This article reviews racial microaggressions, specifically psychology and sociology's historical trajectory in informing existing literatures and disciplines, in its connections to meso and macro levels of systemic racism. In doing so, we contend that a sociological understanding of racial microaggressions presents opportunities to better understand the cumulative and deleterious effects of racial violence on racialized groups.
This article explicates the interconnectivity of microaggressions, macroaggressions, and structural racism. We undergird this work using the seminal ideas of microaggressions as well as microassualts, microinsults, and microinvalidations. We describe the theoretical reasoning that anchors our conceptualization of macroaggressions in the educational context.
This highly interactive webinar covers the phenomenon of "silencing" in the executive suite — highlighting key original research findings; Dr. Carrie Arnold will review strategies successful people have used to recover and lead with voice currency. The silenced leader is a paradox as leadership implies a sense of voice and efficacy yet this can hardly be done if a leader feels silenced. Dr. Arnold’s research suggests there are many sitting in executive and senior-leader roles feeling and experiencing this exact phenomenon....
What is already known about this topic?
Racial and ethnic minority groups have experienced disparities in mental health and substance misuse related to access to care, psychosocial stress, and social determinants of health.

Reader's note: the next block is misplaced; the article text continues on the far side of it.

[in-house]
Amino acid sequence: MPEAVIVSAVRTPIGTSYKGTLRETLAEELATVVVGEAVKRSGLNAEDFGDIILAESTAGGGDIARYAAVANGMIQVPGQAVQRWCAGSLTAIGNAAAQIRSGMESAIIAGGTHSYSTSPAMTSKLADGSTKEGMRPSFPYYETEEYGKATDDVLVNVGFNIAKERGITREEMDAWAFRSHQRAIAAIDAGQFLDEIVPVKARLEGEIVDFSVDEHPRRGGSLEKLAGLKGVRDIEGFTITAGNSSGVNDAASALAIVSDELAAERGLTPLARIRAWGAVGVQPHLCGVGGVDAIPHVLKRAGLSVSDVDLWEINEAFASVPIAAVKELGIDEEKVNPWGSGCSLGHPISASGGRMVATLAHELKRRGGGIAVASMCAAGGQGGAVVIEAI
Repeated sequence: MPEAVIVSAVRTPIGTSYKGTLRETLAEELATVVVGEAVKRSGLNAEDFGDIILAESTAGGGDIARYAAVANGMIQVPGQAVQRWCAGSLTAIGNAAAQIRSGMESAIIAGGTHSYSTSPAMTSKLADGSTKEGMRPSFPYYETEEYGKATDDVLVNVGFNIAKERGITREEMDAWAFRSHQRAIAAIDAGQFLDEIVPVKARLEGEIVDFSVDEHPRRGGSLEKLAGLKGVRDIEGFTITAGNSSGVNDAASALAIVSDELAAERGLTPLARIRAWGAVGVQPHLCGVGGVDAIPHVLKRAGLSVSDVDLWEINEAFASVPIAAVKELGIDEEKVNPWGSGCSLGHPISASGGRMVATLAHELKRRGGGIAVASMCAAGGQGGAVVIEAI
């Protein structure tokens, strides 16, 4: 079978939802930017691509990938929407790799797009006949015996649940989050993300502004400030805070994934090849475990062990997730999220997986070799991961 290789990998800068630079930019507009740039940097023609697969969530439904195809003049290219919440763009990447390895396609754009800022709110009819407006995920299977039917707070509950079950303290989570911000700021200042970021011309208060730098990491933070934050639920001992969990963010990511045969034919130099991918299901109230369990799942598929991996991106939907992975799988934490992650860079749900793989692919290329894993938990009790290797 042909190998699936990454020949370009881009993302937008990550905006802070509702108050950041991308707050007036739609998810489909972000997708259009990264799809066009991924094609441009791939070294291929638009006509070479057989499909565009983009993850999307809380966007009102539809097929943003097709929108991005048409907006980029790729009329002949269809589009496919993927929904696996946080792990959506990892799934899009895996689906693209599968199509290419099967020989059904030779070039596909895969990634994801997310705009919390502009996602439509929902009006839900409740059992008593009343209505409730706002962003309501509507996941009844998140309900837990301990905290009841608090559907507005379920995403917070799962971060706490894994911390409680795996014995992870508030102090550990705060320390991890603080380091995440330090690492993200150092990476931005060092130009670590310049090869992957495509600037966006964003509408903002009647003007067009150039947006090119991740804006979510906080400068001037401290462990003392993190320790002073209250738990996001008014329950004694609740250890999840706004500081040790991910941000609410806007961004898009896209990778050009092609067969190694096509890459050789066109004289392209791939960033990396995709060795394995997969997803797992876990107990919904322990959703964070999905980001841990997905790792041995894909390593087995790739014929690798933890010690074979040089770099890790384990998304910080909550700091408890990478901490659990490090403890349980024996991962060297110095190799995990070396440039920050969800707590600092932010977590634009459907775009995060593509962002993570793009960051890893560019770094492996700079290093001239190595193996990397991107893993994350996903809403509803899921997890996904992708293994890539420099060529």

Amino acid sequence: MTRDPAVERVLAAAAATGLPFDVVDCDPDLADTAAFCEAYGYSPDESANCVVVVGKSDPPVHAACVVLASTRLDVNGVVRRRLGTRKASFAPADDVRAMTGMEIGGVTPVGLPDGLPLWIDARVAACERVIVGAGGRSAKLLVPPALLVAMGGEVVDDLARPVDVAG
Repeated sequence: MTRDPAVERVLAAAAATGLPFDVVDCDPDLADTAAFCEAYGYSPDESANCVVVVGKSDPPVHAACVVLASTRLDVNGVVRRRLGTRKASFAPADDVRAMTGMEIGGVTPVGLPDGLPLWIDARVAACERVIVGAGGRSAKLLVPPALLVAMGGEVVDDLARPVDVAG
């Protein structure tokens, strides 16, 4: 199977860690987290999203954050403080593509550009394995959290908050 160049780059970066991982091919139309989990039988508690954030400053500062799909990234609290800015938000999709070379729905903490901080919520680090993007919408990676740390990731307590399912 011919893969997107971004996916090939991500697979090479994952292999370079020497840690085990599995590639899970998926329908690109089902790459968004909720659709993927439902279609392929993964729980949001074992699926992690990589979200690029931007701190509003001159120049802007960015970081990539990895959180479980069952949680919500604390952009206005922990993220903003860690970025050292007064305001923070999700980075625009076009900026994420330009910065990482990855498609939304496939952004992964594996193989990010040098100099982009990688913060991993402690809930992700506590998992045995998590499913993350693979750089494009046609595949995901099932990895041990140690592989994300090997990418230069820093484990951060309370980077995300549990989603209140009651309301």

What is added by this report?
Combined prevalence estimates of current depression, initiating or increasing substance use, and suicidal thoughts/ideation among U.S. adults aged ≥18 years were 28.6%, 18.2%, and 8.4%, respectively. Hispanic adults reported a higher prevalence of psychosocial stress related to not having enough food or stable housing than did adults in other racial and ethnic groups....
Racial discrimination denies those from racial and ethnic minority backgrounds access to rights such as the ability to participate equally and freely in community and public life, equitable service provision and freedom from violence. This study was designed to examine how people from racial and ethnic minority backgrounds in four Australian localities experience and respond to racial discrimination, as well as associated health impacts.
Although the chronic condition of stress can have negative side effects on all persons, the unique psycho-social and contextual factors, specifically the common and pervasive exposure to racism and discrimination, creates an additional daily stressor for African-Americans. Often, African-Americans do not realize daily stressors that may affect their psychological or physiological health and so we have compiled a collection of articles and additional resources to understand the health effects that result from exposure and perception of racism and discrimination.
Health equity is when all members of society enjoy a fair and just opportunity to be as healthy as possible. Public health policies and programs centered around the specific needs of communities can promote health equity.
The COVID-19 pandemic has brought social and racial injustice and inequity to the forefront of public health. It has highlighted that health equity is still not a reality as COVID-19 has unequally affected many racial and ethnic minority groups, putting them more at risk of getting sick and dying from COVID-19.